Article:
We see no indication in the record on appeal that Paykar intended to extinguish Spilat's obligation, let alone evidence that would compel that conclusion.   There is no document stating that Spilat's obligation is extinguished or excused in any manner, and the events surrounding the settlement do not establish as a matter of law that Paykar intended to excuse Spilat's debt.   Of particular note is the fact that upon settling with the owners, Paykar dismissed its first action against Spilat and the owners without prejudice, thereby preserving its rights against Spilat.

3. Civil Code Section 3152

 Civil Code section 3152 states that the statutes governing mechanic's liens and stop notices for works of improvement do not affect the right of a  claimant to obtain and enforce a judgment against the person personally liable for the debt either in an action to foreclose the lien or in a separate action, and that any money collected on a personal judgment must be credited against the lien.1

Spilat contends Civil Code section 3152 preserves a mechanic's lien claimant's right to enforce a personal debt only if the action to enforce the personal debt is simultaneous with an action to foreclose the lien.

There is nothing in Civil Code section 3152 to suggest that a mechanic's lien claimant may enforce a personal debt only if the action to enforce the personal debt is simultaneous with an action to foreclose the lien.   The cases cited by Spilat stating that an action to enforce the personal debt may be simultaneous with an action to foreclose the lien (Norman v. Berney (1965) 235 Cal.App.2d 424, 430, 45 Cal.Rptr. 467;  Culbertson v. Cizek (1964) 225 Cal.App.2d 451, 468, 37 Cal.Rptr. 548;  Adolph v. Municipal Court (1960) 181 Cal.App.2d 198, 200, 5 Cal.Rptr. 212) do not hold or suggest that it must be so, and Spilat has not explained why that should be the rule.   Moreover, Civil Code section 3152 is permissive, not prohibitive, and it does not prohibit a mechanic's lien claimant from enforcing a personal debt after foreclosing or releasing the lien.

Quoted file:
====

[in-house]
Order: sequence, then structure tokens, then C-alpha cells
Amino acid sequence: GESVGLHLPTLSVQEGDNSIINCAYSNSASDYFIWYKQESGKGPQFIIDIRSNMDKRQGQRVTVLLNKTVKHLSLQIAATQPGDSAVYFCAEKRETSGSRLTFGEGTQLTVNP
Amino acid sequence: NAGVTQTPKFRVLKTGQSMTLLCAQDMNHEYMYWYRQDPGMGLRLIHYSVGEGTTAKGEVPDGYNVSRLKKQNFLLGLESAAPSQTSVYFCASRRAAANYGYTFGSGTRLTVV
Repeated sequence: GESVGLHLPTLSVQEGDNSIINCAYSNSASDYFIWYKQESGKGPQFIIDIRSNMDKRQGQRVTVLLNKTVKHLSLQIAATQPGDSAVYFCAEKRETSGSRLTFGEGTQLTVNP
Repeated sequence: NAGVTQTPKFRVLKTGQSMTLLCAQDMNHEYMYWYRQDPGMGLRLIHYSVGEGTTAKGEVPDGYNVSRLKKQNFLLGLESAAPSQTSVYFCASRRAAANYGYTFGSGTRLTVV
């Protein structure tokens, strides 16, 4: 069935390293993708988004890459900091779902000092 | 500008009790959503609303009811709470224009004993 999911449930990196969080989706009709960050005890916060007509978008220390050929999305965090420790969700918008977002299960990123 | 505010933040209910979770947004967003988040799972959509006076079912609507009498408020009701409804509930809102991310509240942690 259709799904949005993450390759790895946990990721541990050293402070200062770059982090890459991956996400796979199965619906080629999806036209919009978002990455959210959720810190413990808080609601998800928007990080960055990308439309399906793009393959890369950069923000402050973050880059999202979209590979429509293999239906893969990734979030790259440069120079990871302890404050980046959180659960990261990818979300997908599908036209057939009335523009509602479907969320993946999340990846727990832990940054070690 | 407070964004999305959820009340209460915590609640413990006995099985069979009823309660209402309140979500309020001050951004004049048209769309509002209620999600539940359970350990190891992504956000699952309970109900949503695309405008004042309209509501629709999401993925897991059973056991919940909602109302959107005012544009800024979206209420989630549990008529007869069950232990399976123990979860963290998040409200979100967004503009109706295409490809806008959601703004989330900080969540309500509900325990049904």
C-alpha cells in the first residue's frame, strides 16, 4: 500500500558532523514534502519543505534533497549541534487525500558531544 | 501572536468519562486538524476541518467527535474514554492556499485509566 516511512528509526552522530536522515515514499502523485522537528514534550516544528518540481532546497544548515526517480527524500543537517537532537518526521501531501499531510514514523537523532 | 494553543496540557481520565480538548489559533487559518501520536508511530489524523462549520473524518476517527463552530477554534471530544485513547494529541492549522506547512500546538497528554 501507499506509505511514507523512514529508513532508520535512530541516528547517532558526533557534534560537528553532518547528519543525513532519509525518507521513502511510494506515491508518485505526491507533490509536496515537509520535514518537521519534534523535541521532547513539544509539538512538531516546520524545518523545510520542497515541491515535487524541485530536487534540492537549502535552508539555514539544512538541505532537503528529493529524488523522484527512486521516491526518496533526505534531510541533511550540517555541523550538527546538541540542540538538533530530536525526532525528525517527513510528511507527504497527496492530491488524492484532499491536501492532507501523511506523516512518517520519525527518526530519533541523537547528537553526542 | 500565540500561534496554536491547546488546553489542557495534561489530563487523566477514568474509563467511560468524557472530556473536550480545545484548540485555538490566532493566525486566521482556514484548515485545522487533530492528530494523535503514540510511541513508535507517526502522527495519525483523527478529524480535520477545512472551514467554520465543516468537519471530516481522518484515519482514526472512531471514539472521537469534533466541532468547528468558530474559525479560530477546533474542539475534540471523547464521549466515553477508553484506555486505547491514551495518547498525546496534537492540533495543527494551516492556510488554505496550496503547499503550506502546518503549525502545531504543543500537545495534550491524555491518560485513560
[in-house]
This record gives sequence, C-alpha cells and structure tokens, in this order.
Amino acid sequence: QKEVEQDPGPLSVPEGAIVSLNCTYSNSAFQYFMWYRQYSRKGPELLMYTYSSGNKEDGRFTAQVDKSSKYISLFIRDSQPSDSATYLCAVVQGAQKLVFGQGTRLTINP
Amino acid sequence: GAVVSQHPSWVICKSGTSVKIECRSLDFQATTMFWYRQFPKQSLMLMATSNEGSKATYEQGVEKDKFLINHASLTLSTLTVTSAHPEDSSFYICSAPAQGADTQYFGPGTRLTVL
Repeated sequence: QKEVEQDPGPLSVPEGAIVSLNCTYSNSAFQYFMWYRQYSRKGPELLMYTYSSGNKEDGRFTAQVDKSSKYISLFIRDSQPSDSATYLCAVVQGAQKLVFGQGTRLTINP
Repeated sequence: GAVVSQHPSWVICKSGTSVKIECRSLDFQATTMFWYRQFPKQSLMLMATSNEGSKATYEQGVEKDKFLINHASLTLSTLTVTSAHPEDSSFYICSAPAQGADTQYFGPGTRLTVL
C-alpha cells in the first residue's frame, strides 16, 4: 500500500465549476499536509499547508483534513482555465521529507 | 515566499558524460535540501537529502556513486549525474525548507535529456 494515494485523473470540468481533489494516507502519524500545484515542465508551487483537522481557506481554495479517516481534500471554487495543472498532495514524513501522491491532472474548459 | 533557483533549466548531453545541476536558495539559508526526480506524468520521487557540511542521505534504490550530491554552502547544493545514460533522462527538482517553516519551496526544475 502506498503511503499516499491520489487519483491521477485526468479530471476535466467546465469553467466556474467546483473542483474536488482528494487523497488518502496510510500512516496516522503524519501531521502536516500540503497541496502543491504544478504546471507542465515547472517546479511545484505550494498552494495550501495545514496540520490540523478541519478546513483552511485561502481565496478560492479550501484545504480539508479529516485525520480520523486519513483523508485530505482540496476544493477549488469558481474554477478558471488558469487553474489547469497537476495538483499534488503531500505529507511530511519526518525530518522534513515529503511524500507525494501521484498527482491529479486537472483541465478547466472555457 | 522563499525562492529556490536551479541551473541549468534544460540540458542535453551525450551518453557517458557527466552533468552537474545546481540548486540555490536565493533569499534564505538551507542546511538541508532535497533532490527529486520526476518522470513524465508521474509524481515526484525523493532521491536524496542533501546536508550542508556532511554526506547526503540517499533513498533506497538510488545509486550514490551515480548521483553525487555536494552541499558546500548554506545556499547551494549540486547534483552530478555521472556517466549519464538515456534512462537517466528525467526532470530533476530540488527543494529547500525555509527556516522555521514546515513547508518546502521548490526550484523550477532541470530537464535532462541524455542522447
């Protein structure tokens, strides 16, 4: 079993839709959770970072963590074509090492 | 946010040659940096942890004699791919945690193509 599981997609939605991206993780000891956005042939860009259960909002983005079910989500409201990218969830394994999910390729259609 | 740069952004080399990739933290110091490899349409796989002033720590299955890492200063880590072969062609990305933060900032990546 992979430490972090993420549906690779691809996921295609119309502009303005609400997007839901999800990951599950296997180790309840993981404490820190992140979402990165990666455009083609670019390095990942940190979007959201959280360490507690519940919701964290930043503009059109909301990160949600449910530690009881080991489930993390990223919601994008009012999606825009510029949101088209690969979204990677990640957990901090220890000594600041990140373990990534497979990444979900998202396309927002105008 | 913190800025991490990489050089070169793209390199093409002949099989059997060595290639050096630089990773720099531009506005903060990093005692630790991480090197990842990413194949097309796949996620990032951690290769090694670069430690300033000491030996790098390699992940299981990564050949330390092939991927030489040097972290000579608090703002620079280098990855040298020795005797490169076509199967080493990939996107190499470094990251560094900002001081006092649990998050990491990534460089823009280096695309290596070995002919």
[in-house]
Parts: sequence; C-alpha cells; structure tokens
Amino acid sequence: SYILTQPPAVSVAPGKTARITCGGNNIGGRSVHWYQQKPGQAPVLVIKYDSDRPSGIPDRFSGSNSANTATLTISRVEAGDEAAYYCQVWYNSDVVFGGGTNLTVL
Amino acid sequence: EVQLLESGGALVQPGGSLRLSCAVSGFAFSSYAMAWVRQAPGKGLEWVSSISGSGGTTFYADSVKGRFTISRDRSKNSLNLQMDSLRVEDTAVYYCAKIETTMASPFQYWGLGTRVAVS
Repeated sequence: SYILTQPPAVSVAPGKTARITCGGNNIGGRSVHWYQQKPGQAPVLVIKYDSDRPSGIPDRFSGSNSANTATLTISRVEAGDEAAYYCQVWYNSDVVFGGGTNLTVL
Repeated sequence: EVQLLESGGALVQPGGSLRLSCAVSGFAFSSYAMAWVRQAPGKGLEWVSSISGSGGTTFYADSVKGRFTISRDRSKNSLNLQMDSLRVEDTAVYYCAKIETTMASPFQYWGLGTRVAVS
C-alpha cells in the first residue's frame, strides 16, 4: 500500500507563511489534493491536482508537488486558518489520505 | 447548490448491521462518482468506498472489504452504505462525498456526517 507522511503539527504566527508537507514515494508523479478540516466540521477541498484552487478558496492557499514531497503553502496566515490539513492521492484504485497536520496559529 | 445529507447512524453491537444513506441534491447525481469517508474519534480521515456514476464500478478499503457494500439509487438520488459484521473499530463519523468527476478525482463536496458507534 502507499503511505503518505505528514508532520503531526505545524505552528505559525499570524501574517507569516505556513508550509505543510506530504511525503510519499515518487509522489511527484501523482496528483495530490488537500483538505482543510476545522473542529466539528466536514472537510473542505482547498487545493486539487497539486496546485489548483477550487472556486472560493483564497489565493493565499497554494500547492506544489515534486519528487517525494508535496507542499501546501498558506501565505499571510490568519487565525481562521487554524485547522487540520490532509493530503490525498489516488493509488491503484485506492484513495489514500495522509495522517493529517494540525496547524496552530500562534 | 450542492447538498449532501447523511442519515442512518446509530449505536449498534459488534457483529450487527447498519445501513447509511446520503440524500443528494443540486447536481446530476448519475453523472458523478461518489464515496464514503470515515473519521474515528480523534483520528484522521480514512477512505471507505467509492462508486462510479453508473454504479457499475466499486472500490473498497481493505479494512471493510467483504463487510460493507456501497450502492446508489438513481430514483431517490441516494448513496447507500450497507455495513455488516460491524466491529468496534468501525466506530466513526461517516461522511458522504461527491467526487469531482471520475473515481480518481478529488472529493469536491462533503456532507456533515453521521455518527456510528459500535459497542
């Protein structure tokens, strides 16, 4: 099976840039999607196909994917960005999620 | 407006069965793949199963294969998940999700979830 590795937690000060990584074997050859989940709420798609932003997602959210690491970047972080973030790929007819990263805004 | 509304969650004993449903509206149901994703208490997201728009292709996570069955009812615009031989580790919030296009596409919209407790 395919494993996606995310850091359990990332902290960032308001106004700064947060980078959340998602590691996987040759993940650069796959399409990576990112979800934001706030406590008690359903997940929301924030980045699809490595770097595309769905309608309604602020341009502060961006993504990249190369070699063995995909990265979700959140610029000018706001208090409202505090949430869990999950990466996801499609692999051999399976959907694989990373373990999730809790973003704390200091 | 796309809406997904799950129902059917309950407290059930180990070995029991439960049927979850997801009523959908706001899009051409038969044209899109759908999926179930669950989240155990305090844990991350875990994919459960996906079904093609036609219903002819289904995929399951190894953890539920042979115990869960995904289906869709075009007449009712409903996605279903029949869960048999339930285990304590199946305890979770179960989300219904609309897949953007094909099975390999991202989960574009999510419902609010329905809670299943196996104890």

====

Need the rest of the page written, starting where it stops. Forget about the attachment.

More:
4. Code of Civil Procedure Section 726

As stated, Spilat contends the one form of action rule, Code of Civil Procedure section 726, precludes the present action because it is based on the same debt that was the subject of the prior judicial foreclosure action against the owners of the real property.   We reject this contention.

 The one form of action rule of Code of Civil Procedure section 726, subdivision (a) provides that the only action available to enforce a debt secured by a real property mortgage or deed of trust is a judicial foreclosure  action.  (Ghirardo v. Antonioli (1996) 14 Cal.4th 39, 47, 57 Cal.Rptr.2d 687, 924 P.2d 996.)   The creditor must exhaust the security before proceeding against the debtor personally, unless the debtor waives the protections of the rule in an action by a creditor against the debtor personally by failing to assert the rule as an affirmative defense.   (Security Pacific National Bank v. Wozab (1990) 51 Cal.3d 991, 1004-1005, 275 Cal.Rptr. 201, 800 P.2d 557;  Walker v. Community Bank (1974) 10 Cal.3d 729, 738, 111 Cal.Rptr. 897, 518 P.2d 329.)

A creditor is entitled to a deficiency judgment against a debtor after a judicial foreclosure sale only as provided by Code of Civil Procedure section 726.  (Ghirardo v. Antonioli, supra, 14 Cal.4th at pp. 47-48, 57 Cal.Rptr.2d 687, 924 P.2d 996.)   The creditor must apply to the court within three months after the foreclosure sale to determine the fair value of the property as of the date of sale, and then is entitled to a judgment against the debtor for the difference between the amount of the debt and the greater of the fair value of the property or the sales price.  (Code Civ. Proc., § 726, subd. (b).)

 One of the primary purposes of Code of Civil Procedure section 726 is to prevent a multiplicity of suits against the debtor to enforce the secured debt.  (Security Pacific National Bank v. Wozab, supra, 51 Cal.3d at p. 1002, 275 Cal.Rptr. 201, 800 P.2d 557;  Walker v. Community Bank, supra, 10 Cal.3d at pp. 735-736, 111 Cal.Rptr. 897, 518 P.2d 329.)